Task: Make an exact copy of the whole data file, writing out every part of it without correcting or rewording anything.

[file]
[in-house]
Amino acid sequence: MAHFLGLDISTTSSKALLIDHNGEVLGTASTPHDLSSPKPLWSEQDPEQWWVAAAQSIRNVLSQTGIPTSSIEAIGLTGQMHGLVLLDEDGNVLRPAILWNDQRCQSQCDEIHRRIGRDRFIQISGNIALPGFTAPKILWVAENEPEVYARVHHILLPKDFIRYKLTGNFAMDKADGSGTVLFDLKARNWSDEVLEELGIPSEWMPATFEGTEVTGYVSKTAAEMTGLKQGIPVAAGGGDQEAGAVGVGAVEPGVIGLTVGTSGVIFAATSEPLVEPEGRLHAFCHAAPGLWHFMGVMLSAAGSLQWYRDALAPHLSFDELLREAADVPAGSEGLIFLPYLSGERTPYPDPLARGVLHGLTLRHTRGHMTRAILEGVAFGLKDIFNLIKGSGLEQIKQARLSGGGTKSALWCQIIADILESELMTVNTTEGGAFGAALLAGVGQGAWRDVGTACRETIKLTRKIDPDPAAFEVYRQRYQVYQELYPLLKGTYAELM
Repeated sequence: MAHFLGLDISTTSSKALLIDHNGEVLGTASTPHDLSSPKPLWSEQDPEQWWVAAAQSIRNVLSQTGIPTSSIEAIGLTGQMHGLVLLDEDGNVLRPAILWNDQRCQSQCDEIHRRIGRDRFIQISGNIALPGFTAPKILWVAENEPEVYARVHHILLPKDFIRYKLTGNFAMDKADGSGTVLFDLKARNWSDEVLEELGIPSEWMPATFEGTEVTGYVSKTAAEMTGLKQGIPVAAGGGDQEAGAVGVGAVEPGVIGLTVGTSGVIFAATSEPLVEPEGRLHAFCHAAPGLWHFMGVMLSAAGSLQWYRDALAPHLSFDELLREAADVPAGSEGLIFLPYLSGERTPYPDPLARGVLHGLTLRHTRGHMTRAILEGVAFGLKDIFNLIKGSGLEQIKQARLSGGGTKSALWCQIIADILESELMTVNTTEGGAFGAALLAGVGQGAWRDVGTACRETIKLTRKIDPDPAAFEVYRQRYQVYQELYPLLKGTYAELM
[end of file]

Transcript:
[in-house]
Amino acid sequence: MAHFLGLDISTTSSKALLIDHNGEVLGTASTPHDLSSPKPLWSEQDPEQWWVAAAQSIRNVLSQTGIPTSSIEAIGLTGQMHGLVLLDEDGNVLRPAILWNDQRCQSQCDEIHRRIGRDRFIQISGNIALPGFTAPKILWVAENEPEVYARVHHILLPKDFIRYKLTGNFAMDKADGSGTVLFDLKARNWSDEVLEELGIPSEWMPATFEGTEVTGYVSKTAAEMTGLKQGIPVAAGGGDQEAGAVGVGAVEPGVIGLTVGTSGVIFAATSEPLVEPEGRLHAFCHAAPGLWHFMGVMLSAAGSLQWYRDALAPHLSFDELLREAADVPAGSEGLIFLPYLSGERTPYPDPLARGVLHGLTLRHTRGHMTRAILEGVAFGLKDIFNLIKGSGLEQIKQARLSGGGTKSALWCQIIADILESELMTVNTTEGGAFGAALLAGVGQGAWRDVGTACRETIKLTRKIDPDPAAFEVYRQRYQVYQELYPLLKGTYAELM
Repeated sequence: MAHFLGLDISTTSSKALLIDHNGEVLGTASTPHDLSSPKPLWSEQDPEQWWVAAAQSIRNVLSQTGIPTSSIEAIGLTGQMHGLVLLDEDGNVLRPAILWNDQRCQSQCDEIHRRIGRDRFIQISGNIALPGFTAPKILWVAENEPEVYARVHHILLPKDFIRYKLTGNFAMDKADGSGTVLFDLKARNWSDEVLEELGIPSEWMPATFEGTEVTGYVSKTAAEMTGLKQGIPVAAGGGDQEAGAVGVGAVEPGVIGLTVGTSGVIFAATSEPLVEPEGRLHAFCHAAPGLWHFMGVMLSAAGSLQWYRDALAPHLSFDELLREAADVPAGSEGLIFLPYLSGERTPYPDPLARGVLHGLTLRHTRGHMTRAILEGVAFGLKDIFNLIKGSGLEQIKQARLSGGGTKSALWCQIIADILESELMTVNTTEGGAFGAALLAGVGQGAWRDVGTACRETIKLTRKIDPDPAAFEVYRQRYQVYQELYPLLKGTYAELM